Cranach - Lucretia
Lucretia
Lucas Cranach the Elder
Jagdschloss Grunewald (Grunewald hunting lodge)
12.12.2018 - 02:29
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Painting:
CDA ID / Inventory NumberDE_SPSG_GKI30187
Persistent Linkhttp://lucascranach.org/DE_SPSG_GKI30187
FR (1978) No.FR240Q
Title:
Lucretia[Friedländer, Rosenberg 1979, 118, No. 240Q]
Lukretia[Exhib. Cat. Berlin 2009, 198, No. III.17]
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Attribution:
Lucas Cranach the Elder [Exhib. Cat. Berlin 2009, 198, No. III.17] [Exhib. Cat. Hamburg 2003, 182, No. 82] [Friedländer, Rosenberg 1979, 118, Nr. 240Q]
Dating:
1529[Exhib. Cat. Berlin 2009, 198, No. III.17] [Exhib. Cat. Hamburg 2003, 182, No. 82]
1526-1537[Friedländer, Rosenberg 1979, 118, Nr. 240Q]
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Owner / Repository / Location:
OwnerStiftung Preussische Schlösser und Gärten Berlin-Brandenburg
RepositoryJagdschloss Grunewald (Grunewald hunting lodge)
LocationGrunewald
Dimensions:
Dimensions of support: 56.6 x 38.2 cm [Exhib. Cat. Berlin 2009, 198, No. III.17]
Support:
Painting on Beech wood [Exhib. Cat. Berlin 2009, 198, No. III.17]
Signature / Date:
Artist's insignia bottom right: winged serpent (with elevated wings) [Exhib. Cat. Berlin 2009, 198, No. III.17]
Description:
The painting depicts Lucretia as a standing three-quarter length nude figure with a view of a landscape in the background. Her head is inclined to the right and she looks at the viewer. In her right hand she holds the dagger pointed against her breast and in her left hand she holds her veil. This is wrapped numerous times around both her arms and covers her vulva, but because of its transparency doesn't hide it. She wears a heavy chain and a neckband decorated with pearls around her neck. Her hair is pinned up under a pearl bonnet. The background is dark, but a window on the right of the painting indicates that she is in a room. Through the window there is a view of a wooded landscape with mountains and a church. [see Exhib. Cat. Berlin 2009, 198f., No. III.17] According to the legend Lucretia lived in the 6th century BC and was the beautiful and virtuous wife of the roman Collatinus. The roman King's son - Sextus Tarquinius fell in love with her. During a stay in her house Sextus threatened to kill her and shame her honour if she did not surrender to him. After the rape Lucretia had her father and husband vow vengeance and then she stabbed herself. The event led to an uprising in which the royal family was overthrown and the Roman Empire became a Republic. Depictions of Lucretia who was seen as the epitomy of female virtue, chastity, fidelity and honour enjoyed great popularity, particularly in the 16th century. [Literature: Bierende 2002, Follak 2002, Livius 1909]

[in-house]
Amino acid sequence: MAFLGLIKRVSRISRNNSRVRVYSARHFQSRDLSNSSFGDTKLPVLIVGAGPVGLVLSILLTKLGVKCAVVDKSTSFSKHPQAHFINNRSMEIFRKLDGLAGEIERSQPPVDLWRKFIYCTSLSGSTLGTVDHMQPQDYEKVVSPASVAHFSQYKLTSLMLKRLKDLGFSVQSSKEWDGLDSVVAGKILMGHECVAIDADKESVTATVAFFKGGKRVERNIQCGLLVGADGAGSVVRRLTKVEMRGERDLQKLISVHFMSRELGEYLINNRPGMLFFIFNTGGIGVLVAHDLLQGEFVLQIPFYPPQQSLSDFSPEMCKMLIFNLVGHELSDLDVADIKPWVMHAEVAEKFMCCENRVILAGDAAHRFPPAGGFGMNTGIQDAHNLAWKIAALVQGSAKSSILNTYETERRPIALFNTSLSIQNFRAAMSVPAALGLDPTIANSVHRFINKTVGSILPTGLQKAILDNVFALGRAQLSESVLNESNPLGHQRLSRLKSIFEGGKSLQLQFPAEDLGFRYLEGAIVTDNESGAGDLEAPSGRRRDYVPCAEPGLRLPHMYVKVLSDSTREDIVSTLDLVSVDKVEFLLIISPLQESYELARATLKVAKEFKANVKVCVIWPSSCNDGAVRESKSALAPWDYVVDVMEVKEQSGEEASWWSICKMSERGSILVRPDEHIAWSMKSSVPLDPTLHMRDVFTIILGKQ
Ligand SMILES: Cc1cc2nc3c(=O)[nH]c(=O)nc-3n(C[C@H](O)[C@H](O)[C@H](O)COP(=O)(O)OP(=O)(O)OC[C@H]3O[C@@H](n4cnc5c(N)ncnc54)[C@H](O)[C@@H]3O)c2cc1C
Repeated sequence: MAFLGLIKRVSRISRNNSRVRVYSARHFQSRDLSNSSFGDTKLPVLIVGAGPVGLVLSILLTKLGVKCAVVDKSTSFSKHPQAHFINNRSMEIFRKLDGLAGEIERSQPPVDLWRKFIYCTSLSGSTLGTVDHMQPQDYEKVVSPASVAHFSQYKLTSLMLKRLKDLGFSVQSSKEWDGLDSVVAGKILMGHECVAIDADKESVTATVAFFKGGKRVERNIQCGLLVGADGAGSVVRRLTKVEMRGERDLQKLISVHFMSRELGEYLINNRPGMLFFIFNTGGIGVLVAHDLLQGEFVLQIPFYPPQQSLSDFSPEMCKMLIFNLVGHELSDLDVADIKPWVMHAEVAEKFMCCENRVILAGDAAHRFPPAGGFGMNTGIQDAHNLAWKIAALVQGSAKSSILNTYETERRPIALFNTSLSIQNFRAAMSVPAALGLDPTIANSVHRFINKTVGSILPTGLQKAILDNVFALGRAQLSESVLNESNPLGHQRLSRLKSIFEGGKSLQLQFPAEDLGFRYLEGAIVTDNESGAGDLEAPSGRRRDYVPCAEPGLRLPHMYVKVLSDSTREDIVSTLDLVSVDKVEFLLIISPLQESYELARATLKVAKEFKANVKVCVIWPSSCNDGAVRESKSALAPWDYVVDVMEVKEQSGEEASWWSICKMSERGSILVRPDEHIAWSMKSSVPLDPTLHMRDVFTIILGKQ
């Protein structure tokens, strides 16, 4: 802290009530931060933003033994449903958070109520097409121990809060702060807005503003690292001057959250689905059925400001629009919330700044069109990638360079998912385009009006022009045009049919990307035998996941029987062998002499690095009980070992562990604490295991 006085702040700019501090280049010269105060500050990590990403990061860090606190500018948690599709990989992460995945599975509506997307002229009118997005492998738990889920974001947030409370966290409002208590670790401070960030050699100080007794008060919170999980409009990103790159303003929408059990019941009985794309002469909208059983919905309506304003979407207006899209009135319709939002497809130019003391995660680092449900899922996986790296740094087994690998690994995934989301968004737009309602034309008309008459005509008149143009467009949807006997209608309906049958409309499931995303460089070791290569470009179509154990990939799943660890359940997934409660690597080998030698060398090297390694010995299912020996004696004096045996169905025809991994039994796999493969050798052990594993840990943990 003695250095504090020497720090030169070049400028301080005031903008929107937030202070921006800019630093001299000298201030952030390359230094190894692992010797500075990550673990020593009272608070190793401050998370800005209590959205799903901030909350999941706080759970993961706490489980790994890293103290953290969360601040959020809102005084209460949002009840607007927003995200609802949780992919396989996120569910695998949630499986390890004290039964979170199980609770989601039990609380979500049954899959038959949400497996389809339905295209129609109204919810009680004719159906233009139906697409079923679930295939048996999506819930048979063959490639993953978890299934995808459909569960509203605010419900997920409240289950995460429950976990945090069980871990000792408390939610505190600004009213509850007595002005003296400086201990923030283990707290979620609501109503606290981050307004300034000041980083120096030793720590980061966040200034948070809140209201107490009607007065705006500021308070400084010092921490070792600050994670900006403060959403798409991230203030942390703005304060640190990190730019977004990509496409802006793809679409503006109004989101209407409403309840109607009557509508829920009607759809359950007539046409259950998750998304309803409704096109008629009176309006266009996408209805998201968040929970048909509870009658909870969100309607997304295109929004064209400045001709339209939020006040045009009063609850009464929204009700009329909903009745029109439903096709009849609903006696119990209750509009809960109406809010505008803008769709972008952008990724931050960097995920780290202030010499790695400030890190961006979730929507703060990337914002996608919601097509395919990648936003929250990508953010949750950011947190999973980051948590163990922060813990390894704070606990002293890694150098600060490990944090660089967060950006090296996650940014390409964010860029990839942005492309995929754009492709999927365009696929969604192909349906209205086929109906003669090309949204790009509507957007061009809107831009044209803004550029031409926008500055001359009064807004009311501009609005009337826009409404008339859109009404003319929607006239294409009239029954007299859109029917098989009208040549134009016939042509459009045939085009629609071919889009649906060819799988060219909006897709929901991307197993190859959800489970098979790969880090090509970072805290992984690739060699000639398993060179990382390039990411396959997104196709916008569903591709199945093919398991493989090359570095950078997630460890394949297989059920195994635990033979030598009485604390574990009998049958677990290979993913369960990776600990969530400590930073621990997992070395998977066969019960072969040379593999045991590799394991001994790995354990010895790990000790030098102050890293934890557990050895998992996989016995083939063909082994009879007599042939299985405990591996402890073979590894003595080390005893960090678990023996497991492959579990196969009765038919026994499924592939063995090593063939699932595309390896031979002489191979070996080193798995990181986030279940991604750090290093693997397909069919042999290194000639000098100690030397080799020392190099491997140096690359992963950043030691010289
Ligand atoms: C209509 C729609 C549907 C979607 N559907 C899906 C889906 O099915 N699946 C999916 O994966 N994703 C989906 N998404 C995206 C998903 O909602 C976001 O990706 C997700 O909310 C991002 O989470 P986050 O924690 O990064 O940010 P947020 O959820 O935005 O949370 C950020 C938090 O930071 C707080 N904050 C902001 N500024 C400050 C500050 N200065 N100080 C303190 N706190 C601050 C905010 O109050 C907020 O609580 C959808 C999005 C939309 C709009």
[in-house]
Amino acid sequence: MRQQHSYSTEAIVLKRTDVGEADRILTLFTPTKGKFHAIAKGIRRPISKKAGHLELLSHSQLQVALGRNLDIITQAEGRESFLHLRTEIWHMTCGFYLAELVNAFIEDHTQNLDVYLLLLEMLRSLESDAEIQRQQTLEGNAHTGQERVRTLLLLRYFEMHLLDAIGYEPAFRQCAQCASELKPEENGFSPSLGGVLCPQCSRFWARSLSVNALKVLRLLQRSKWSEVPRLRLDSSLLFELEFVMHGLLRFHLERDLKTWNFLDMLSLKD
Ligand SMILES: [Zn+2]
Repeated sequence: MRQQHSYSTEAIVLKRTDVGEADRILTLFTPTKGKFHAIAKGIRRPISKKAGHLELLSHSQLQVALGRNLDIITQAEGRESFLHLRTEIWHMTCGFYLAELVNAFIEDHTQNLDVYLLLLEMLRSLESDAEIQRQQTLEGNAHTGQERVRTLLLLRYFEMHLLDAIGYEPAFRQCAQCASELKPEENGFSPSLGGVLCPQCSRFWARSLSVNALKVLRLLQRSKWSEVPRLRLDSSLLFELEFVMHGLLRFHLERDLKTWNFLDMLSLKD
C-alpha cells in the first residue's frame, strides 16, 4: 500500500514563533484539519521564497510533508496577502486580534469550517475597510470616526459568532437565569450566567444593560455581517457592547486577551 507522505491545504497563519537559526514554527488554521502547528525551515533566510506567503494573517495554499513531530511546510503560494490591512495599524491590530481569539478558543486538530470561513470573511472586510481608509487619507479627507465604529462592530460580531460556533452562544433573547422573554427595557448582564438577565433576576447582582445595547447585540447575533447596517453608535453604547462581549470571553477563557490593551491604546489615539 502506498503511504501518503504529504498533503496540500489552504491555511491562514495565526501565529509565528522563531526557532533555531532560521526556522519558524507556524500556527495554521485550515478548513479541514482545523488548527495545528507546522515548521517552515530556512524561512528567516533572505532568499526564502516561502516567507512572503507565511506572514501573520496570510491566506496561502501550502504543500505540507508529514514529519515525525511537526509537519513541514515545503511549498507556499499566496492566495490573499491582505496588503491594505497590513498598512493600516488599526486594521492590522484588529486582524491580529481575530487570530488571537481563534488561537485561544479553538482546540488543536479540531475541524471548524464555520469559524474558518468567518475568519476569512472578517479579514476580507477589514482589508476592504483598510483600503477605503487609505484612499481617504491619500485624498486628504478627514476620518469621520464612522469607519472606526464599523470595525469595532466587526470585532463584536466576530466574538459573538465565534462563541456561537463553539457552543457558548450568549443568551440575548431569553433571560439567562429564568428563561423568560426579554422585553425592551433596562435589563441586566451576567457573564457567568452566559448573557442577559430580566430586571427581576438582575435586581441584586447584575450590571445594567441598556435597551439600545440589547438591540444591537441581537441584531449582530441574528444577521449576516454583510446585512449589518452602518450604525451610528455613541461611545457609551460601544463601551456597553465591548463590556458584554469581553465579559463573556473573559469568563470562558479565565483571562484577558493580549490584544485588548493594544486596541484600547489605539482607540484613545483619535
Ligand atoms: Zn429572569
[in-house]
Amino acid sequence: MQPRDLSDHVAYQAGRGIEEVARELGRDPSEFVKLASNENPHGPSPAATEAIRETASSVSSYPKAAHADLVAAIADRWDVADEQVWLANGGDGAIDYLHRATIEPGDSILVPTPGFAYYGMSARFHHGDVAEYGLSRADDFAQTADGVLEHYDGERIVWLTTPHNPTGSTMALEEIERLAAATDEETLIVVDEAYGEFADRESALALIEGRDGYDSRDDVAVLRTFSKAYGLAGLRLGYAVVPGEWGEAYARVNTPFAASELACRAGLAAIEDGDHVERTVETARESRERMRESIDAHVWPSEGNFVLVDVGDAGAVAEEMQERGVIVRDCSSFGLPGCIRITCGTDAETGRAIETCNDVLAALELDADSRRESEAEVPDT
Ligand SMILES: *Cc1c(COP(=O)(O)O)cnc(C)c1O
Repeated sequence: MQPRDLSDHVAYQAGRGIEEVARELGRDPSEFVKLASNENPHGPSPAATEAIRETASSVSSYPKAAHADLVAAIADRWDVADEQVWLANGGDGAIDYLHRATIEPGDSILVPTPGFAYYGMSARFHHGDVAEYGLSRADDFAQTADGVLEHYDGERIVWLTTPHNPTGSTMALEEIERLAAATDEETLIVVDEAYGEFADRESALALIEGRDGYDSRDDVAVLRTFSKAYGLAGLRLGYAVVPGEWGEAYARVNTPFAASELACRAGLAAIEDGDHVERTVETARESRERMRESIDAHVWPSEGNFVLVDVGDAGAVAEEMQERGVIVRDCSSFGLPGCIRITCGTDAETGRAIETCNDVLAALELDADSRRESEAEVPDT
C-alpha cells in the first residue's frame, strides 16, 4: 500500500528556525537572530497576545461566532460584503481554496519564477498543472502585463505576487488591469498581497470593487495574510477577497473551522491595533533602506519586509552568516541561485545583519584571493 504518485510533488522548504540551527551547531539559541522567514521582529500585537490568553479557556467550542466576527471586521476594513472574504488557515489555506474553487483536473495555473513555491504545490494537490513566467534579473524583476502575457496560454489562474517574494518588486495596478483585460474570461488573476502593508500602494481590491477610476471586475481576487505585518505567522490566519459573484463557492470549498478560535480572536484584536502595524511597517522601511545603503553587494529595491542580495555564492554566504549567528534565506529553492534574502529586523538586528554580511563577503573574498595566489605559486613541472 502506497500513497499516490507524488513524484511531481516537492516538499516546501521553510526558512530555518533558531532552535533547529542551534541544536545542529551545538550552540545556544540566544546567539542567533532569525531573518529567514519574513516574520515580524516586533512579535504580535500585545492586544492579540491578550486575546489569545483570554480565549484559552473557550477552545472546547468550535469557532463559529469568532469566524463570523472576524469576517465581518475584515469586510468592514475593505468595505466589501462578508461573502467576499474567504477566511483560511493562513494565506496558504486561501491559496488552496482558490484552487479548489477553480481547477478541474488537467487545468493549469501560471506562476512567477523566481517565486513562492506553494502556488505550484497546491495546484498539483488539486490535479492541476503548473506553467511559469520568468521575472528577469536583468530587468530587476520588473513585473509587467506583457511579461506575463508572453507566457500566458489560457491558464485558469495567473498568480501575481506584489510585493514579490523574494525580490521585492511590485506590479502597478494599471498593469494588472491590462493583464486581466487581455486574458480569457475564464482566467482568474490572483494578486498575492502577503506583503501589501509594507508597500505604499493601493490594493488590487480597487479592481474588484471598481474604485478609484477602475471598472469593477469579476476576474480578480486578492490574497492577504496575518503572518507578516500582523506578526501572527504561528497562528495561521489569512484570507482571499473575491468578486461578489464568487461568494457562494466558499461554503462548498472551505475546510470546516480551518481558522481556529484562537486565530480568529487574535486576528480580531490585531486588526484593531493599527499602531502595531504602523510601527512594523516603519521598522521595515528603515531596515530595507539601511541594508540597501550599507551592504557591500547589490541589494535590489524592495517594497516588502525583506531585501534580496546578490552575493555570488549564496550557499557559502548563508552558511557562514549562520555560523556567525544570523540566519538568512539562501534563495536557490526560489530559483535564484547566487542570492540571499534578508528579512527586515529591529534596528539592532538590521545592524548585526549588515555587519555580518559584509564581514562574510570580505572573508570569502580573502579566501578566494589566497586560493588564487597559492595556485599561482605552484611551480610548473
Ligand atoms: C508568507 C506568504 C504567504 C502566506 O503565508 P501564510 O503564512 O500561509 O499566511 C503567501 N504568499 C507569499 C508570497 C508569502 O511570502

Provenance:
- probably originally from the Potsdamer Stadtschloss (Potsdam City Palace), in 1811 recorded as hanging in the corridor behind the gallery (Bildergalerie) in Sanssouci
[Exhib. Cat. Berlin 2009, 198, No. III.17]
- before World War II on display in Grunewald hunting lodge and after the war declared missing
[Friedländer, Rosenberg 1979, 118, No. 240Q]
- 1956 in the possession of Wallraf
[mail correspondence D. Koepplin with SPSG in the Archive D. Koepplin, 1970]
- 1958 acquired by the Galerieverein, Stuttgart before it was returned to Berlin after the trial
[Friedländer, Rosenberg 1979, 118, No. 240Q]
- since 1970 once again in the possession of the SPSG
[mail correspondence D. Koepplin with SPSG in the Archive D. Koepplin, 1970]
Exhibitions:
Manchester 1957
Hamburg 2003, No. 82
Berlin 2009, No. III.17
Sources / Publications:
Reference on PageCatalogue NumberFigure/Plate
Exhib. Cat. Berlin 2009 A198-199No. III.17Fig. III.17
Most, Wolf et al. 200991, 92, 94Figs. 7, 9
Exhib. Cat. Hamburg 2003182No. 82
Follak 2002
Bierende 2002
Friedländer, Rosenberg 1979118No. 240Q
Friedländer, Rosenberg 193266198f
Interpretation / History / Discussion:
Escape from the contrast between the sensual-seductive presence of the nude figure and the moment directly before the morally motivated suicide is offered by the view out of the window, where a small town with a church spire is visible in the background. Through this visual link between Lucretia and the church spire the exemplum of fidelity from antiquity can be interpreted as a reference to the sixth commandment (…).
[E. A. Werner, Exhib. Cat. Berlin 2009, 198f., No. III.17]

However, as there are no church spires depicted in other landscape scenes (except FR237) this theory cannot be transferred.
[Herrschaft, CDA 2010]

The theory presented in the Hamburg exhibition catalogue from 2003 is more convincing, interpreting the window as a sign that Lucretia has turned her back on the world.
[W. Schade, O. Westheimer, S. Schuck, Exhib. Cat. Hamburg 2003, 182, Cat.-No. 82]
The painting in Houston (FR 237) from the same period exhibits a similar pose. However here Lucretia wears a precious robe and her face expresses more suffering.
[E. A. Werner, Exhib. Cat. Berlin 2009, 198f., No. III.17]
Material / Technique:
  • Date: 01.01.2010
  • Technical examination / Scientific analysis
  • Infrared reflectography
  • Lucas Cranach the Elder - Jagdschloss Grunewald (Grunewald hunting lodge) - Lucretia - Infrared Images
    • photographed by: Gunnar Heydenreich
    • photographed by: Ingo Sandner